What would you do with 2 more hours a day?

Write beautiful, complicated letters to my friends and family, bike/move body more, cook more delish, complicated meals, paint without an intended result, more pottery making.

What has been the biggest sacrifice you’ve made?

Economic security. Boring but very true answer.

What is your greatest success (or something you’re most proud of) related to what you make?

Feel like that hasn’t happened yet -- I feel like it will though! When it does, can I tell you and update this part??

What’s the first app or website you open when you wake up in the morning?

Ugh. Email, Instagram.

Where do you go when you need inspiration for your work?

The history books. Uline catalogs. Talk to Kelly Diehl. Take a shower.

How do you decompress at the end of the work day?

Sitting alone in silence and/or bad television. The zero-effort-escapism of the TV stories is appealing. Lately, a little bike jaunt along the Cumberland river section of the greenway has been very therapeutic.

What’s the hardest thing about being your own boss that isn’t obvious?

Oh, you mean besides time management, having no one to blame but yourself and having to constantly do things you’re bad at out of necessity -- well, I guess I’d say retaining the ability to trust your instincts. You have to make so many decisions and, personally, my brain can get over saturated by that and sort of just turn off which then makes it difficult for me to see what reality is and to remember that I typically have the answers. Have I mentioned yet that I have a mantra I say in the shower? Well, I do and it’s: “Confidence and Power, Power and Confidence”. There’s a bit of a sing-songy cadence to it that makes it extra effective. It was inspired by Pantera song “A New Level” off of their early 90’s effort, “Vulgar Display of Power”.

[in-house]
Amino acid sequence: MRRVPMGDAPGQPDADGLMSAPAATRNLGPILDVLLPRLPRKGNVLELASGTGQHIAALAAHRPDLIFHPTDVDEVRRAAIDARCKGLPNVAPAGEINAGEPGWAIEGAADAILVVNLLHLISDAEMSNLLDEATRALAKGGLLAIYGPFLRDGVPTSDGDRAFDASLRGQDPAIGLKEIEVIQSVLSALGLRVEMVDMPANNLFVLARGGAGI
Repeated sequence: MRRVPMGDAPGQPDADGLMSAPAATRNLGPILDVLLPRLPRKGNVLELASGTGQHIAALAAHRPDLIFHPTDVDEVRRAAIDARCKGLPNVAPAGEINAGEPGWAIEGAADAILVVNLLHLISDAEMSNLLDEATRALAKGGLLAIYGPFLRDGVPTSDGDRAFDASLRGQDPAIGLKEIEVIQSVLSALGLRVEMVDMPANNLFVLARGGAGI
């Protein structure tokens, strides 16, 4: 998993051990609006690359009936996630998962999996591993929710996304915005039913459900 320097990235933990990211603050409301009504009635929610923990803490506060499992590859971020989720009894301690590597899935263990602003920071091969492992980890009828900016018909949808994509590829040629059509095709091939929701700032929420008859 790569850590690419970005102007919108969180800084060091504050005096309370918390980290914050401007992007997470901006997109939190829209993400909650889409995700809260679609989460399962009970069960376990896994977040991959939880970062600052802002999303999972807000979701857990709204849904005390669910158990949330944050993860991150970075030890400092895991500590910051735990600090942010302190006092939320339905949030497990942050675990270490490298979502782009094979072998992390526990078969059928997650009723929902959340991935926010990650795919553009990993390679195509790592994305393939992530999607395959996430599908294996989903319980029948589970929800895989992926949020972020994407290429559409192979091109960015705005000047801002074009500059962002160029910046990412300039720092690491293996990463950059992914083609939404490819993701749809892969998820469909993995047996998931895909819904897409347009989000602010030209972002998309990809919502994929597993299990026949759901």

Lastly, and most important, what is your favorite TV show and what is your favorite snack?

TV shows:

  1. Breaking Bad
  2. Six Feet Under
  3. The Wire
  4. The (British) Office
  5. The Wonder Years

  1. Lil snack bites that I’m addicted to: off brand (Kroger or TJ’s) Triscuits with avocado and shaved Parmesan (must be shaved) - this is sometimes dinner if I’m being honest.
  2. White cheddar popcorn
  3. These spiced party walnuts that Kelly makes. UGHHH. Too good. 
  4. All cheeses
  5. Dark chocolate, sea salt, turbinado sugar covered almonds (from TJ’s)
All photos courtesy of Elizabeth Williams

P.S. Meet last week's bitch:  College English Teacher, Amanda Salmon!

P.P.S. Full list of My Bitches here.

November 21, 2016

An Interview with College English Teacher Amanda Salmon